“It appears from the correspondence that I’ve seen regarding this tender, PWGSC recognizes that this was not the ideal procurement method and agreed to undertake to not repeat this methodology in the future tenders,” GCAO past-president Michael Nicolini says in an email to Burnside. “Was it a waste of taxpayers’ dollars? Most likely, but we’re fighting this thing after the fact.
“As far as I’m concerned we should make a record of PWGSC’s promises and be on the lookout for any future tenders they put out which includes similar post-qualification conditions. Then we can call on them before the tender closes and put pressure that way.”
No one is suggesting that PWGSC broke any of its rules, nor that Prestige won the contract on grounds other than its merit. Under the tender rules, bidders submitted a fixed bid, and completed the qualification questionnaire, in a separate envelope.
Contractors needed to score a minimum of 60 out of 100 points on the tender’s qualitative portion, before their price-based bid would be opened, and the lowest qualified contractor won the job. “The contractor who has met all the mandatory requirements and obtained the passing mark for the point-ranked criteria and is offering the lowest price will be recommended for reward,” the PWGSC tender documents said.
Burnside says he understands that PWGSC may have used the two-envelope system to speed up the tender process, purportedly because a separate pre-qualification stage would add extra time to the process.
However, he said he doesn’t understand why PWGSC required so much detail, including documentation showing that the contractor has a “description of quality policy and objectives. The contractor must provide a copy of his Quality Policy and explain how such policy is applied and integrated to a construction project.”
Bursnside said he wonders who “prepares a diagram of quality control?”
“Your trades have quality control, your super has his quality control over the trades, consultants have quality control and there are deficiency lists at the end of the game. How do you do a diagram so it gets you points; how are you supposed to guess at how you present that?”
Burnside says he expects that some consultant was pushing for the QBS model on this job. “Indirectly or directly Public Works paid for this preparation of this qualification document,” he said. “It is so nebulous that you ahve to guess at at what they want to see. It has little to do with experience and a lot to do at guessing what they want.”
OCA president John DeVries, meanwhile, polled contractors who had submitted bids on the project for their reactions. “The response from PWGSC was twofold – time constraints on their end push them to combine the two steps into one, and secondly they ahve been doing this regularly in the past and no one complains from the industry,” he wrote. PWGSC ultimately provided DeVries with the specific tender numbers and relevant projects tendered in a similar manner.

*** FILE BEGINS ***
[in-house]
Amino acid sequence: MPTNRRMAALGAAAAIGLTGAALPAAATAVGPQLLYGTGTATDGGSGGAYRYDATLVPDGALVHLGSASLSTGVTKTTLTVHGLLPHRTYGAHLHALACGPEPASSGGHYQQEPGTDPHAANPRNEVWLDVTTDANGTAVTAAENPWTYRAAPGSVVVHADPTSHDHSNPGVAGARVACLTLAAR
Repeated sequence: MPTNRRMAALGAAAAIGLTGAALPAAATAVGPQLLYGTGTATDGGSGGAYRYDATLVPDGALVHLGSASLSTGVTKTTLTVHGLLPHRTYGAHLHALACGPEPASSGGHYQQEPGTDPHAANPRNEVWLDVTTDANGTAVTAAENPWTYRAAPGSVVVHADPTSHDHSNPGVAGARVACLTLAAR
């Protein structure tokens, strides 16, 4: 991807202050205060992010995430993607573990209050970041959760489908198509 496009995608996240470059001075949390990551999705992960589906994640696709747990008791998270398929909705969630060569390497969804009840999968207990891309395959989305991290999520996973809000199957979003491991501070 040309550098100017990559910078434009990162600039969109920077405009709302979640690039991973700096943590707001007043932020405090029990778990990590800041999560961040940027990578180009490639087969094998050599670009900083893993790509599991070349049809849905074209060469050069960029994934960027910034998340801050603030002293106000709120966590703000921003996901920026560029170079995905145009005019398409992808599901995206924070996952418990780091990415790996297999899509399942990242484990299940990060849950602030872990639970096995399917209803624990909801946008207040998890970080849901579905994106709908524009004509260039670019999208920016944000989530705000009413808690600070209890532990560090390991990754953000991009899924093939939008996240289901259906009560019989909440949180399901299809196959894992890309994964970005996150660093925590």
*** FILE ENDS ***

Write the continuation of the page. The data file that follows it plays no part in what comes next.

“To ensure the integrity of the procurement process, PWGSSC returned to bidders, whose technical proposals were deemed non-compliant, their bid envelopes unopened,” the government statement said. “PWGSC does not know the amount of these bids,” the PWGSC statement said.
“Results: There were twelve bidders in total; five of whom qualified following the technical evaluation. Of the five successful bidders, Prestige Design Construction had the lowest cost, fully compliant bid and was awarded the contract.
“While this process does require more time and effort on the part of the bidders and PWGSC, it provides the department with added assurance that we have qualified companies providing us specialized services when required for a unique project such as the restoration of the National War Memorial.”
The project will “address issues with the concrete slab and the corrosion of the reinforcing steel in the crawl space,” PWGSC said in a statement.
Contractors will fill the present crawl space with unshrinkable concrete to reinforce the 22-metre-tall granite cenotaph. Electrical conduits will also be relocated into a new vault with outside access, sprinkler lines relocated and the drainage system will be upgraded.
The War Memorial was unveiled in 1939 by King George VI to commemorate the response of Canadians in the First World War, and is the site of annual Remembrance Day ceremonies.